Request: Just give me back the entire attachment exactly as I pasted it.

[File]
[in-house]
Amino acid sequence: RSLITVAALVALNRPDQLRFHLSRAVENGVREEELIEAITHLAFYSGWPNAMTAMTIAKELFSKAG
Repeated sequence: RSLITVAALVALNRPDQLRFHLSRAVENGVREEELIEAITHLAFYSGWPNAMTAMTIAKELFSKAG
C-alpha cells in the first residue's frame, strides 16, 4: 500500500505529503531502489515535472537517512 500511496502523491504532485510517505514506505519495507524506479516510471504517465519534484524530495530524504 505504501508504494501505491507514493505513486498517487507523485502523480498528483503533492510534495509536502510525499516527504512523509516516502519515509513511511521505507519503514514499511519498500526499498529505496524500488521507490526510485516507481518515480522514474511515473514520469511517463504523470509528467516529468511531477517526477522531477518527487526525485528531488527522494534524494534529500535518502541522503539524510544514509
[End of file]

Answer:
[in-house]
Amino acid sequence: RSLITVAALVALNRPDQLRFHLSRAVENGVREEELIEAITHLAFYSGWPNAMTAMTIAKELFSKAG
Repeated sequence: RSLITVAALVALNRPDQLRFHLSRAVENGVREEELIEAITHLAFYSGWPNAMTAMTIAKELFSKAG
C-alpha cells in the first residue's frame, strides 16, 4: 500500500505529503531502489515535472537517512 500511496502523491504532485510517505514506505519495507524506479516510471504517465519534484524530495530524504 505504501508504494501505491507514493505513486498517487507523485502523480498528483503533492510534495509536502510525499516527504512523509516516502519515509513511511521505507519503514514499511519498500526499498529505496524500488521507490526510485516507481518515480522514474511515473514520469511517463504523470509528467516529468511531477517526477522531477518527487526525485528531488527522494534524494534529500535518502541522503539524510544514509